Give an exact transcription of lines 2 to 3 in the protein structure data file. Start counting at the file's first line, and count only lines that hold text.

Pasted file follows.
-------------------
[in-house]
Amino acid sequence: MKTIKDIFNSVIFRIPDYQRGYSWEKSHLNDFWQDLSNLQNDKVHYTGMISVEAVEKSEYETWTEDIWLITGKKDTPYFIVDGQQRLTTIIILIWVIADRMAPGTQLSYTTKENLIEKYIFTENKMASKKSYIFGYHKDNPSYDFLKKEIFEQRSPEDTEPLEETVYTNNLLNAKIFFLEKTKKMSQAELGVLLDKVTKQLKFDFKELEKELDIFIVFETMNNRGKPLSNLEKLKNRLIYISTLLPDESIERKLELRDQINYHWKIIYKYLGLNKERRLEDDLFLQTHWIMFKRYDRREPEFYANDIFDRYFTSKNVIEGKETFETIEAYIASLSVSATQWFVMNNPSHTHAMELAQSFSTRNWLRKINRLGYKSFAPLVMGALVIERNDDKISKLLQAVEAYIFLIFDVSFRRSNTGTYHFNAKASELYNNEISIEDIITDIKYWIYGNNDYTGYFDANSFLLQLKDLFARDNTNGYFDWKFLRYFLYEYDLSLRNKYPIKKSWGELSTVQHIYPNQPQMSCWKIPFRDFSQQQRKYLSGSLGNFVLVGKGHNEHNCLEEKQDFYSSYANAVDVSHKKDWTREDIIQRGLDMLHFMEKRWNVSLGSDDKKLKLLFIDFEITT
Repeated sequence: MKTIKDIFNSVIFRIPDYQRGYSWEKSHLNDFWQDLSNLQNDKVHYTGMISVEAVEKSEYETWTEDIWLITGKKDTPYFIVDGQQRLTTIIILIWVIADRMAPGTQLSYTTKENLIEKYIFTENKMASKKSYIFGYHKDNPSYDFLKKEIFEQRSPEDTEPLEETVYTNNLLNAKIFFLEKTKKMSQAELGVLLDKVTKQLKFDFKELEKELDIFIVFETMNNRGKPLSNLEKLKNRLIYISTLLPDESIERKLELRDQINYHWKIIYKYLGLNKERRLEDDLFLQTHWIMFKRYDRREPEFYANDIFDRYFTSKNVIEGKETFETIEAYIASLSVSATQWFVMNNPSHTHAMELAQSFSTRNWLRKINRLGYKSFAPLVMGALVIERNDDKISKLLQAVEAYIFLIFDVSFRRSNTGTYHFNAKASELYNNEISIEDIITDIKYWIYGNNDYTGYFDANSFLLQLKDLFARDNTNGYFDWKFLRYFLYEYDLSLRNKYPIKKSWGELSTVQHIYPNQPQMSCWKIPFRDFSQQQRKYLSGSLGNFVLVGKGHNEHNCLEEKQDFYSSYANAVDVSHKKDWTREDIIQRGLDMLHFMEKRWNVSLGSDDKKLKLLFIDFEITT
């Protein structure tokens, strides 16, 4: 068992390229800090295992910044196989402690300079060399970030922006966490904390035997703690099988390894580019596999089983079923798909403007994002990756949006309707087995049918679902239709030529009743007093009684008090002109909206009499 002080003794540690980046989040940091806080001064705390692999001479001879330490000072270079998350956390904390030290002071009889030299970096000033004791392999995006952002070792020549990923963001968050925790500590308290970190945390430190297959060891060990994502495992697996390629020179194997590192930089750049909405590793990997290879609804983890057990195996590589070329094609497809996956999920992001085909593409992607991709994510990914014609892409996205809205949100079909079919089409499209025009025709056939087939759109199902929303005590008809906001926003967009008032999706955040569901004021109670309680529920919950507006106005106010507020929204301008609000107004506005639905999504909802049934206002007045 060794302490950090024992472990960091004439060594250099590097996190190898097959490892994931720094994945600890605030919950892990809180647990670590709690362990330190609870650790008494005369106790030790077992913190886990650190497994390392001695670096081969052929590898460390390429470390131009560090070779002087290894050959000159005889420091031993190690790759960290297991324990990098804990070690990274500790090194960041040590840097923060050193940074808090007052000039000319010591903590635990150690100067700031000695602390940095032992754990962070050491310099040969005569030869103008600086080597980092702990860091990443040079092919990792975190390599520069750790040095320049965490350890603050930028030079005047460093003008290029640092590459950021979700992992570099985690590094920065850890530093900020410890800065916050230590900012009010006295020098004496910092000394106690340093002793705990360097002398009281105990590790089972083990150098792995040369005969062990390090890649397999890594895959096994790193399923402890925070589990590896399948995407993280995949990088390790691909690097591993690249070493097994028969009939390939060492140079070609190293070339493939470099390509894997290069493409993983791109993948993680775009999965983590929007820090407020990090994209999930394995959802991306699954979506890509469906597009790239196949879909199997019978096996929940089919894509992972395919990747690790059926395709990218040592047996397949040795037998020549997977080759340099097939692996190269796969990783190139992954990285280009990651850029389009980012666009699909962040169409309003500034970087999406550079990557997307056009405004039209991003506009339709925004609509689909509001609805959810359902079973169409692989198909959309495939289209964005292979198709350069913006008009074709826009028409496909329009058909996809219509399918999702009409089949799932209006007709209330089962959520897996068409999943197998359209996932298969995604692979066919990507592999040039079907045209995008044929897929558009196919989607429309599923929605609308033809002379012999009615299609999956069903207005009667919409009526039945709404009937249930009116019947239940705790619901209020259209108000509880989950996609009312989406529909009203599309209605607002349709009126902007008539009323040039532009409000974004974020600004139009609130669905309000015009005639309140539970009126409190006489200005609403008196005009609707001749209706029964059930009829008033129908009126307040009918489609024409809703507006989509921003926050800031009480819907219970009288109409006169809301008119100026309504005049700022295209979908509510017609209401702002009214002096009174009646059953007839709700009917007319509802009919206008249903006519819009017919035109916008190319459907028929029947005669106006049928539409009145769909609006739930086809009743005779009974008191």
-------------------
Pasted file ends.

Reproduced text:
Amino acid sequence: MKTIKDIFNSVIFRIPDYQRGYSWEKSHLNDFWQDLSNLQNDKVHYTGMISVEAVEKSEYETWTEDIWLITGKKDTPYFIVDGQQRLTTIIILIWVIADRMAPGTQLSYTTKENLIEKYIFTENKMASKKSYIFGYHKDNPSYDFLKKEIFEQRSPEDTEPLEETVYTNNLLNAKIFFLEKTKKMSQAELGVLLDKVTKQLKFDFKELEKELDIFIVFETMNNRGKPLSNLEKLKNRLIYISTLLPDESIERKLELRDQINYHWKIIYKYLGLNKERRLEDDLFLQTHWIMFKRYDRREPEFYANDIFDRYFTSKNVIEGKETFETIEAYIASLSVSATQWFVMNNPSHTHAMELAQSFSTRNWLRKINRLGYKSFAPLVMGALVIERNDDKISKLLQAVEAYIFLIFDVSFRRSNTGTYHFNAKASELYNNEISIEDIITDIKYWIYGNNDYTGYFDANSFLLQLKDLFARDNTNGYFDWKFLRYFLYEYDLSLRNKYPIKKSWGELSTVQHIYPNQPQMSCWKIPFRDFSQQQRKYLSGSLGNFVLVGKGHNEHNCLEEKQDFYSSYANAVDVSHKKDWTREDIIQRGLDMLHFMEKRWNVSLGSDDKKLKLLFIDFEITT
Repeated sequence: MKTIKDIFNSVIFRIPDYQRGYSWEKSHLNDFWQDLSNLQNDKVHYTGMISVEAVEKSEYETWTEDIWLITGKKDTPYFIVDGQQRLTTIIILIWVIADRMAPGTQLSYTTKENLIEKYIFTENKMASKKSYIFGYHKDNPSYDFLKKEIFEQRSPEDTEPLEETVYTNNLLNAKIFFLEKTKKMSQAELGVLLDKVTKQLKFDFKELEKELDIFIVFETMNNRGKPLSNLEKLKNRLIYISTLLPDESIERKLELRDQINYHWKIIYKYLGLNKERRLEDDLFLQTHWIMFKRYDRREPEFYANDIFDRYFTSKNVIEGKETFETIEAYIASLSVSATQWFVMNNPSHTHAMELAQSFSTRNWLRKINRLGYKSFAPLVMGALVIERNDDKISKLLQAVEAYIFLIFDVSFRRSNTGTYHFNAKASELYNNEISIEDIITDIKYWIYGNNDYTGYFDANSFLLQLKDLFARDNTNGYFDWKFLRYFLYEYDLSLRNKYPIKKSWGELSTVQHIYPNQPQMSCWKIPFRDFSQQQRKYLSGSLGNFVLVGKGHNEHNCLEEKQDFYSSYANAVDVSHKKDWTREDIIQRGLDMLHFMEKRWNVSLGSDDKKLKLLFIDFEITT